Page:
February 14, 2013

Reaching New Heights - The Aviation Innovation of William Lear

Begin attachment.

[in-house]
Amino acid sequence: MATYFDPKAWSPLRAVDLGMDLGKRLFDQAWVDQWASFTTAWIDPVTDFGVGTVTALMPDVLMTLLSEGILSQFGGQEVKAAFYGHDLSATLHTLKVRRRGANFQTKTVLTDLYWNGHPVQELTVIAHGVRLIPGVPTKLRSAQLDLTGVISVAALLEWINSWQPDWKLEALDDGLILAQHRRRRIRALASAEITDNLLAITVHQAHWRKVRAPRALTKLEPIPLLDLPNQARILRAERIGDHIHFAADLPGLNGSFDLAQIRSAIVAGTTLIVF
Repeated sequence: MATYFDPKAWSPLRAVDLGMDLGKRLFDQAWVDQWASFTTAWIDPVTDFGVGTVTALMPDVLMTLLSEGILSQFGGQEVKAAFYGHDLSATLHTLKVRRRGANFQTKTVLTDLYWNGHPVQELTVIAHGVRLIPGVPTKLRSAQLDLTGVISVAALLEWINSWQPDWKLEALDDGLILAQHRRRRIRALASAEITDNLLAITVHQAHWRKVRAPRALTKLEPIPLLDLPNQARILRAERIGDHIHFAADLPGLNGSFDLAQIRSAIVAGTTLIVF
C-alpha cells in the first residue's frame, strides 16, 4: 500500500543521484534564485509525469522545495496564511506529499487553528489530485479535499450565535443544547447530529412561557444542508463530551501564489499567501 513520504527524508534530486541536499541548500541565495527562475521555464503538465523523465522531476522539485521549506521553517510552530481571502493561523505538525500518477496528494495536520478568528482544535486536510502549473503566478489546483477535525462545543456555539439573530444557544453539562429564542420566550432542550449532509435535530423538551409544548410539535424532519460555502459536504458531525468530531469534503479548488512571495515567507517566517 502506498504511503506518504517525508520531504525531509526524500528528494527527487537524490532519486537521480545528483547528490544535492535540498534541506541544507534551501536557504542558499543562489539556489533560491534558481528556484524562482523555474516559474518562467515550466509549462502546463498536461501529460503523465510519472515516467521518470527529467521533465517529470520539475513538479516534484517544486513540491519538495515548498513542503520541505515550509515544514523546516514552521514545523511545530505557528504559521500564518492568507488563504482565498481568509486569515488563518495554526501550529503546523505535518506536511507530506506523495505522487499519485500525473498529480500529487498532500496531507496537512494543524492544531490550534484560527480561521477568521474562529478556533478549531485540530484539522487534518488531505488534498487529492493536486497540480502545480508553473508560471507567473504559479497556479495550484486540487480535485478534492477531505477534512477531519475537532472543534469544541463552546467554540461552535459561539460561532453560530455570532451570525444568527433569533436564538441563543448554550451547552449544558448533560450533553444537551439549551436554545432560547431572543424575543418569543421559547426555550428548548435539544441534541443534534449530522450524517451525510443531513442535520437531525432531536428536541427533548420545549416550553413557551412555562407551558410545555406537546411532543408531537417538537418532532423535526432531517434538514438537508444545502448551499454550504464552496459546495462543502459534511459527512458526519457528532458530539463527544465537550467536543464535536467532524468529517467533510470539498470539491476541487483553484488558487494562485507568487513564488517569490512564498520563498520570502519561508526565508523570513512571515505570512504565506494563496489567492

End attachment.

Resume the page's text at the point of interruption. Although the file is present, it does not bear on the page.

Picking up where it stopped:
PART 1 We at Angel MedFlight Worldwide Air Ambulance would like to pay homage to the pioneer of our air ambulances, William (Bill) Lear. Our pilots and patients alike love the design and performance of these amazing jets; they are fast, comfortable, and reliable. As safety and patient satisfaction are our primary concerns, the Learjet 35 and 60 were the two best choices for comfortable, safe, long-distance travel. Now, let's take a look back at how our preferred air ambulances, the Learjets, were born. Learjet creator Bill Lear was born in 1902 in Hannibal, Missouri. It seemed that from a young age, Bill was skilled at overcoming obstacles and standing strong in the face of adversity. He yearned for knowledge and experience. While he didn't come from a family of wealth, he was surrounded by opportunities that taught him how to politely meet people and the value of a strong handshake. Wise before his years, Bill struggled in high school because his knowledge often surpassed that of his instructors. He was asked to leave high school and then later joined the U.S. Navy. He never obtained a high school degree and forged ahead being self-taught, with a focus on wireless technology. William Lear was an avionics genius, but he began his innovative career path by his invention of the car radio. The invention was the first of its kind. Lear had other plans in mind and sold the idea to Motorola. The sale of the car radio funded his next project - the Learjet. Lear not only had a lot of knowledge about avionics - but he also began to have a fascination it. He purchased his first plane in 1931 for $2,500. He found that there were a number of improvements that could simplify the navigation process. He began conceptualizing avionic products including the Lear-O-Scope, one of the first commercial radio compasses, and the F-86 auto pilot. Lear moved to Switzerland and founded the Swiss American Aviation Company. With a seemingly unsuccessful venture of converting military aircraft fighter jets to business charter jets, Lear searched for the right team to lead the design plans for his new project. Dr. Hans-Luzius Studer of Switzerland was a renowned engineer for aircraft design. At that time, Dr. Studer was designing the FAA P-16 aircraft, closely identical to the design Bill Lear had in mind for the Learjet. Lear recruited Dr. Studer to become the lead designer of the first Learjet. Lear asked Dr. Studer to use the plans from the P16 and take what he could from that design to use on the new Learjet design. Without the money to complete a wind tunnel test, the specs from the P16 wings were carried over without change as they were already tested successfully. Bill then began recruiting the cancelled P-16 engineers at a minimum cost. Step by step, Bill could see his vision becoming a reality. Make sure to check back for Part 2 of Angel MedFlight’s three-part series on the Learjet. PART 2 The biggest challenge the engineers and builders had was time. They only had about two weeks to test the aircraft after it was fully built. They had confidence it would be a complete and successful build, but were unsure if it would actually be air-worthy. There were no systems (avionics, electronics, hydraulics, etc). In fact, some of the systems had not even been created yet. The only thing that was a constant were the established aerodynamics from the P-16. As an innovator himself, in the design phase, Lear was involved in nearly all aspects of the development process. On October 7th, 1963 in Wichita, Kansas, the first Learjet 23 took flight. This was the test flight for the newly constructed jet. Many of the skeptics from local companies including Cessna were present on the nearby roadway for the unscheduled test flight. The word of the test flight spread quickly. Families were called and radio stations were notified of the Learjet 23 test run. People that initially thought the design and approach would fail were now believers in Bill Lear's project. Once competitors, the now believers, began to submit applications to begin working for the innovative company Lear Siegler. This was an opportunity to be a part of projects they never dreamed could be a reality. The work hours were around the clock, but people still jumped at the chance. The first Learjet was soon after involved in an unfortunate accident. Although no one was hurt, Lear was completely invested in this single aircraft. The insurance coverage for the plane was paid out at full list price and the money was used to continue the construction of the next Learjet. The first aircraft contained a number (if not all) Swiss parts, which uses the metric system. The plane was assumed it would never be able to pass inspection or be certified for that aspect alone. From an unfortunate crash to a silver lining - if the plane would not be up to standards for certification, the insurance payout would have never covered the retail cost. The initial jet was not yet qualified for inspection prior to the crash. The company could not sell an aircraft, nor maintain business, without the latest version of the Learjet obtaining certification. After the newly built prototype was tested, it was inspected successfully and the Learjet 23 was certified. Today we end our three-part series on Bill Lear and his contribution to the avionics world. If you missed any of the other articles, make sure to visit http://blog.angelmedflight.com/ Bill Lear became not only the designer and founder of the company, but the primary salesman. At the time, the estimated number of business jets that would be in use was approximately 300. Lear saw tremendous opportunity in the industry. Being an elite member of the community, Lear had a great rolodex to get started. His projection for the use of jets was to include a fleet that would jump well beyond 300. He saw the potential for 3,000. Learjet production was underway and with orders coming in and deposits being paid, the company was still running short on production funds. The orders were coming in faster than anticipated. To make ends meet, existing jets were sold off to any customers with a $100,000 deposit. To begin ramping up marketing efforts to make Learjet a household name, Lear recruited a marketing team consisting of people he trusted and knew the marketing industry. His team began hiring celebrities to be pictured near or on a Learjet. Nearly every Hollywood movie star or musician would take flight in a Learjet. Soon after, the Learjet was slated to become a movie star, appearing in motion pictures, television shows, and print and broadcast advertisements. In 1965, some of the competition had made claims that they would be taking a flight around the world. Bill Lear made the decision to secretly do the same prior to the competition as he knew his Lear jets would complete the trip faster. The impromptu plan was to get as much media coverage the day of the flight - on board and on the ground around the world - setting new records for speed and altitude for any non-military jet. The company could not maintain funding as well as it could media coverage. The production costs were too high. In 1967, Bill Lear made the decision to sell the company to the Gates Rubber Company. Funding for production with a larger owner base gave way for continued production as well as product development. Even after the sale of the company, accomplishments were still being made. Not only had Bill Lear's dream of becoming a household name been accomplished, but the Learjet 28 and 29 were the first aircraft certified to fly at 51,000 feet. In the 70's and 80's, the Learjet 35 set records for sales, becoming the world's most popular jets. The company Bombardier has since purchased the Learjet design and has grown to new heights, maintaining the name of the innovative genius. The newest versions of Lear jets have made their way to the stage, including the 34, 60, and 45 which was certified in 1997. Two newest models debuted in 2002, the Learjet 40 and 45XR. Today, Angel MedFlight chooses to work solely with the Learjet, using Learjet 60s and the Learjet 35. Our air ambulances continue to operate with a perfect safety rating and we continue to offer the best service in the industry.